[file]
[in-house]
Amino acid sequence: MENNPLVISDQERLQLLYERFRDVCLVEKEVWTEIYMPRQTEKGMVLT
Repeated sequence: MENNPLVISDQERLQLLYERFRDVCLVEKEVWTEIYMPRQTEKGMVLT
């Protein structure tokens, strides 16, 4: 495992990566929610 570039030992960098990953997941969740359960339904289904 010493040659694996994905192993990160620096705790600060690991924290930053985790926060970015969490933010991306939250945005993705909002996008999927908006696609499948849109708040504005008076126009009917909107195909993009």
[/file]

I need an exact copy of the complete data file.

[in-house]
Amino acid sequence: MENNPLVISDQERLQLLYERFRDVCLVEKEVWTEIYMPRQTEKGMVLT
Repeated sequence: MENNPLVISDQERLQLLYERFRDVCLVEKEVWTEIYMPRQTEKGMVLT
């Protein structure tokens, strides 16, 4: 495992990566929610 570039030992960098990953997941969740359960339904289904 010493040659694996994905192993990160620096705790600060690991924290930053985790926060970015969490933010991306939250945005993705909002996008999927908006696609499948849109708040504005008076126009009917909107195909993009």